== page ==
The adults at the school are pretty much invisible. The student subculture is the one kids really live in. Unless, of course, they are humiliated by being shot in the crotch with water pistols usually filled with cat urine. No one survives that. The humiliated spend the rest of their student lives in the Outs. Moving on to high school is no escape. Once in the Outs, always in the Outs.

Yes, it's an over-the-top premise but it's laid out on the page as given by first-person narrator Matt who speaks in classic noir simili. Of Joey Renoni, also known as the Hyena, Matt says on the very first two pages, "He scanned the crowd constantly as we walked, his head swiveling back and forth in a herky-jerky motion, like a lawn sprinker with the hiccups." Just a few pages later, he says of himself, "Apparently, I wore my thoughts like makeup on a little girl: all over my face." The noir style is so well done that it would be very difficult not to accept the world it describes.

The Big Splash is filled with goons and heavies and femme fatales and damselles in distress. The young women in this book are fantastic. They may wear ponytails and, in at least one case, carry binders with horse stickers pasted all over them, but they are tough and powerful. And while all the characters are clever takeoffs on their adult counterparts in adult noir stories, many of them also have some serious depth going for them, too. Nikki Fingers--there's a heart-breaking bad girl.

This is a two-year-old book that seems to have been well-reviewed when it was published, but I missed it until a local librarian bought it a few months ago. It really deserves a wide readership.

Plot Project: This is an idea/concept plot rather than a give-a-character-something-to-want-and-keep-it-from-him plot. The Big Sleep clearly provided some inspiration for The Big Splash, though it's been years since I've read it so I don't know if the plots are at all similar.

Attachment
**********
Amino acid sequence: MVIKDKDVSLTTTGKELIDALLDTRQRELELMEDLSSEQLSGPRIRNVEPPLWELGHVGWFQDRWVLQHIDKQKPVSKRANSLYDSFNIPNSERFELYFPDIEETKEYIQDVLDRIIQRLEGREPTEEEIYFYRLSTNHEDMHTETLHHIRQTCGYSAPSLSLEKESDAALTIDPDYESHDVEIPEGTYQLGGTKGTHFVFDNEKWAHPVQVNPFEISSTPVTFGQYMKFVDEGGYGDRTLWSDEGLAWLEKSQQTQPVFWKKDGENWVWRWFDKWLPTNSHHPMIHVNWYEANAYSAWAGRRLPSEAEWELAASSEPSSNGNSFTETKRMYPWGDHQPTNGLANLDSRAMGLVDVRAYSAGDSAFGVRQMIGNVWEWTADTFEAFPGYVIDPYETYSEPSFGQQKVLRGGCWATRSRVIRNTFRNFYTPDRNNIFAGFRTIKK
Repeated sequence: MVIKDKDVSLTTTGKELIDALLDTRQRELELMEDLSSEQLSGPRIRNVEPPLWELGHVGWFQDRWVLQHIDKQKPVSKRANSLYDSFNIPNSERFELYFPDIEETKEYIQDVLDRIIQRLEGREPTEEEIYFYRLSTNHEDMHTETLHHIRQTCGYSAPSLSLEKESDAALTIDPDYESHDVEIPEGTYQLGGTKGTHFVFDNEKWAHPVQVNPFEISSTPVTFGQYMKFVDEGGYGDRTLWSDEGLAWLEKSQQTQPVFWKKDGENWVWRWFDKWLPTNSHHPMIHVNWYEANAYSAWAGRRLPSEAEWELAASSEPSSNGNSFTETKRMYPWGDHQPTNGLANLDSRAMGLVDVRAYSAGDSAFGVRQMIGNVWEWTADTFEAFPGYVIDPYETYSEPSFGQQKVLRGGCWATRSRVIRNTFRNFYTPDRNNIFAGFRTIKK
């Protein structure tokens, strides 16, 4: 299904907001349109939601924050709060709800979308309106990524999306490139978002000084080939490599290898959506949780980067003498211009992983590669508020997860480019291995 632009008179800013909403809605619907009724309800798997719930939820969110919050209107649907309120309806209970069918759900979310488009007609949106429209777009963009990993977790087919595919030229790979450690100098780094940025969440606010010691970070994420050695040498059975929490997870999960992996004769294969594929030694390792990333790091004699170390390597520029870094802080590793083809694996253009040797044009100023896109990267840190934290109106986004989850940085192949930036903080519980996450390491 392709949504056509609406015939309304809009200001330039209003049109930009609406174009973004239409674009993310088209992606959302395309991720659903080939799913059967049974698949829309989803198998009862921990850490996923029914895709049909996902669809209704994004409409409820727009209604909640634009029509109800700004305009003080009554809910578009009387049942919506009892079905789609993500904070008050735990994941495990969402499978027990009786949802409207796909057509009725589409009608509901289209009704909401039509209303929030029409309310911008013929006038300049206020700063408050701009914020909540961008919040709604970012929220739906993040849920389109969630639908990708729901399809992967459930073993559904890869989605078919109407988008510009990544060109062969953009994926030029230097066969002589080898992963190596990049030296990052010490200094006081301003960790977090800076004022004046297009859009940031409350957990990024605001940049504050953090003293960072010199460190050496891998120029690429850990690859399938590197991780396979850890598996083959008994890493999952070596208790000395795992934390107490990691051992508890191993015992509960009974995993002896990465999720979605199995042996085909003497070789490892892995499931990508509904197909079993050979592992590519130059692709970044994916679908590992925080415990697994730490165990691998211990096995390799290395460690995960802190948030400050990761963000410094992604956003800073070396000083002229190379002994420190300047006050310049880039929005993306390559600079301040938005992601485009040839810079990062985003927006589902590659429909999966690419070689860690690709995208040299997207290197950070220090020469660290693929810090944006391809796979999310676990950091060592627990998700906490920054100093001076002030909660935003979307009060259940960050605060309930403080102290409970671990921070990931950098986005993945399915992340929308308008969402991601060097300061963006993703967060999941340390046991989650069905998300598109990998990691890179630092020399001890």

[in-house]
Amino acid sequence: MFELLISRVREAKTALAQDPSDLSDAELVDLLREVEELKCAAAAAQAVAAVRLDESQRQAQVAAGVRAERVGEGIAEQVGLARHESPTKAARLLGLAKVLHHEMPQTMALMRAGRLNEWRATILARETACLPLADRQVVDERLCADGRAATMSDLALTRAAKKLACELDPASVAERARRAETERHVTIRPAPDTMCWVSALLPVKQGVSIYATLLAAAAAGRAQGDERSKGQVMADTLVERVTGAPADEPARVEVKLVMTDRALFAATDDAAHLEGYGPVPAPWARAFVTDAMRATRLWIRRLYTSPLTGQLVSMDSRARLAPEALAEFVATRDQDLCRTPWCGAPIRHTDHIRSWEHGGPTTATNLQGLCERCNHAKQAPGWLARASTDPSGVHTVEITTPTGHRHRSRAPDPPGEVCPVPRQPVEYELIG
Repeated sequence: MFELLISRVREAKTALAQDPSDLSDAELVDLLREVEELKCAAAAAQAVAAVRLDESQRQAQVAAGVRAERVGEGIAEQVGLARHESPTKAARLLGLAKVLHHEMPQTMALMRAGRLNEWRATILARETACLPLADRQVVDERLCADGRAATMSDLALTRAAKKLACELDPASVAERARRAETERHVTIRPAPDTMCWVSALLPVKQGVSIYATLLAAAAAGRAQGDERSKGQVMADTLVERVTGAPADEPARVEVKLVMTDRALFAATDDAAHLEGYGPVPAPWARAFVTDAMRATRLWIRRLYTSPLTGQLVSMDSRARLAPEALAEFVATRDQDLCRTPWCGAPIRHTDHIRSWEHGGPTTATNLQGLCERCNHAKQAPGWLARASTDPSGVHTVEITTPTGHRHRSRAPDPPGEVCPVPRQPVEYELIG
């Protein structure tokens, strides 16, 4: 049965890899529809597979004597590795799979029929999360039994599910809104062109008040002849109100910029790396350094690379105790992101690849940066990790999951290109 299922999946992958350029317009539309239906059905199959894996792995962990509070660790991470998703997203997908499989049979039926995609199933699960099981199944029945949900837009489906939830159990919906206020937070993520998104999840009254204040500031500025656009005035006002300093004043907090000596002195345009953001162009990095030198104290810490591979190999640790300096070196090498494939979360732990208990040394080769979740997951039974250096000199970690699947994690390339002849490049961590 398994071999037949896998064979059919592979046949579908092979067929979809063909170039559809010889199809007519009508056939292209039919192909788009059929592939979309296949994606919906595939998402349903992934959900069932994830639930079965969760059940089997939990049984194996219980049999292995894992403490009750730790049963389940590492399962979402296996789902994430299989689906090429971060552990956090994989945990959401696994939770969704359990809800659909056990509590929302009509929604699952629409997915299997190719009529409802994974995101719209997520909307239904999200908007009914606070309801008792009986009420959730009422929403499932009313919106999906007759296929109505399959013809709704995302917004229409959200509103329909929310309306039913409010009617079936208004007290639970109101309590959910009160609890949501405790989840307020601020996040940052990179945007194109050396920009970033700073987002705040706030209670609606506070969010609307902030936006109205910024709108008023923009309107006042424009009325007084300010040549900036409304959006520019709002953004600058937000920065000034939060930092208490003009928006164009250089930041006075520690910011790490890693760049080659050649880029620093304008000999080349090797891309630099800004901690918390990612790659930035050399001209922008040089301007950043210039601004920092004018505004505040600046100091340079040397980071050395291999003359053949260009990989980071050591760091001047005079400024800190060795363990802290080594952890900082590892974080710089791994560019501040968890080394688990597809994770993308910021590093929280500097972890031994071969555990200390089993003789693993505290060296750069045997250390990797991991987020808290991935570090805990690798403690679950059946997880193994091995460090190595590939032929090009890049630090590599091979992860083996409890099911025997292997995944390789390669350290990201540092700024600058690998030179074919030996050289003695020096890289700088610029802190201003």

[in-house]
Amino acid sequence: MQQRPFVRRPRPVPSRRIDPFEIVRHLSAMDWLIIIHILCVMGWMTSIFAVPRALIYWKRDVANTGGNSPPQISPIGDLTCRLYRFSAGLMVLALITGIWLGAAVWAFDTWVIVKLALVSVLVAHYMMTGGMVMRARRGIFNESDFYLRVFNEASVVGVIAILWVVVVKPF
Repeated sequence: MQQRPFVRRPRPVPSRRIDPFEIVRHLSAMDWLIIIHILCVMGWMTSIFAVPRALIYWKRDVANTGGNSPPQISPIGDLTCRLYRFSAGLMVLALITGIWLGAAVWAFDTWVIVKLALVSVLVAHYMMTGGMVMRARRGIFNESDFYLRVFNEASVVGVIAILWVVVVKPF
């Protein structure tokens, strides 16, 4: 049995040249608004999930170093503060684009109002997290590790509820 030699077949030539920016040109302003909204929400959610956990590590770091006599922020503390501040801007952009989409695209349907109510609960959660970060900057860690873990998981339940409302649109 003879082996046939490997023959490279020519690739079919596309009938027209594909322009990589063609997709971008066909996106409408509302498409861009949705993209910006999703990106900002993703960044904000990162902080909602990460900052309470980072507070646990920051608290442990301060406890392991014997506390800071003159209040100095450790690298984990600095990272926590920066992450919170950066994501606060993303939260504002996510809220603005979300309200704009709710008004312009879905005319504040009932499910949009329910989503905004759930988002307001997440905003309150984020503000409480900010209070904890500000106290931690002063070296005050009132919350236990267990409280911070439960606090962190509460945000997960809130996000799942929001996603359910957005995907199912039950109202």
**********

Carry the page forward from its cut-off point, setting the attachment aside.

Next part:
Thursday, November 04, 2010

I Have A Question: Why Teach English Literature?

A few years back, I learned that in the nineteenth century American schools made the switch from teaching rhetoric to teaching English literature in order to deal with Anglo-Americans' fears regarding large numbers of recent immigrants. Instead of teaching the children of immigrants how to use the English language, America would teach them to be Anglo-American by forcefeeding them reverance for Anglo-American (mainly anglo) literature. I know that sounds a bit hostile, but I heard it from an Italian-American English professor who was nowhere near old enough to have lived through that period but was definitely bitter nonetheless.

I must admit, I was shaken to think that I had spent my college years majoring in a field that was created to control my grandparents and my father and his siblings. But, hey, Dad, Uncle Isidore, and all but one of my aunts beat the system! They all dropped out of the American school system before high school! There was no controlling them! Booyah!

My question is, why do we teach English literature, particularly on the high school level, these days? Are we still trying to teach respect for the "correct" literature? Maintain and improve reading skills to prepare literate citizens who can read about and comprehend issues and thus make educated, informed choices at the voting booth? Encourage life-long reading for both personal and professional enrichment?

Think about this and get back to me.

Tuesday, November 02, 2010

So, To Make A Long Story Short, An Author Shouldn't Be Obligated To Say Anything Because Whatever She Says Doesn't Matter

I didn't blog last night because I was so busy reading How Much is an Author Obligated to Say? at A Fuse #8 Production. Don't miss the discussion after the post.

My feeling about this issue is that a fiction writer's statement is supposed to be on the page, within the story. Research is supposed to support that story by providing the writer with details for creating characters, setting, plot, point of view, voice...the elements of fiction. The piece of writing is what it is. It's on the page, it's done. Sympathy or respect for the author because of her experience with a subject can't change what's on the page.

If it changes readers' impression of what's on the page, that has nothing to do with the quality of what the writer did with her work. It shouldn't have any impact on the assessment of the writing. The writing has to stand on its own.